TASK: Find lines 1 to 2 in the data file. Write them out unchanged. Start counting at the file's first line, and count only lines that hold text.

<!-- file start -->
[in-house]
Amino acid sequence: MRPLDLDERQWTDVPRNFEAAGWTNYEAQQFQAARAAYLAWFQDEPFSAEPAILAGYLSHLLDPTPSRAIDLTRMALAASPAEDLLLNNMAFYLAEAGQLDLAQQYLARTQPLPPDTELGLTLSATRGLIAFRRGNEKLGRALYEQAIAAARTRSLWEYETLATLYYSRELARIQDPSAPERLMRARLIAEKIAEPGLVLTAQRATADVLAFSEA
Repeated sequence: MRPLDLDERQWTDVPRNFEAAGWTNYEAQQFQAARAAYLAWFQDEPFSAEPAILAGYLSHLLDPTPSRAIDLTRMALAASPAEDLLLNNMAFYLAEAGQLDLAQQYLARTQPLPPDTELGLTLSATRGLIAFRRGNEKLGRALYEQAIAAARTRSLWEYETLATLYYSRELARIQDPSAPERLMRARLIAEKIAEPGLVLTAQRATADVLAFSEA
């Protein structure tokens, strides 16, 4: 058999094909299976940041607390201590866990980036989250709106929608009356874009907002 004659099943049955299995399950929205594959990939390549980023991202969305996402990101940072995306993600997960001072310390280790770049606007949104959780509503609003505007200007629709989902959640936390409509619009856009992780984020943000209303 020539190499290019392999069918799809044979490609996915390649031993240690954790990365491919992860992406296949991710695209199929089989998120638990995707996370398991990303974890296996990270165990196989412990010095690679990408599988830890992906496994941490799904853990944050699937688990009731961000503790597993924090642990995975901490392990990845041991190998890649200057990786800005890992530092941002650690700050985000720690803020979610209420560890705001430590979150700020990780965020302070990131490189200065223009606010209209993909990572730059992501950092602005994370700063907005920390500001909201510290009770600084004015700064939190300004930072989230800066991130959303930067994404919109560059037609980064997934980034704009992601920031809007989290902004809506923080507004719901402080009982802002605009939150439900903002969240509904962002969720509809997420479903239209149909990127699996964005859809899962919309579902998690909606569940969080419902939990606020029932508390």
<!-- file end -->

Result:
[in-house]
Amino acid sequence: MRPLDLDERQWTDVPRNFEAAGWTNYEAQQFQAARAAYLAWFQDEPFSAEPAILAGYLSHLLDPTPSRAIDLTRMALAASPAEDLLLNNMAFYLAEAGQLDLAQQYLARTQPLPPDTELGLTLSATRGLIAFRRGNEKLGRALYEQAIAAARTRSLWEYETLATLYYSRELARIQDPSAPERLMRARLIAEKIAEPGLVLTAQRATADVLAFSEA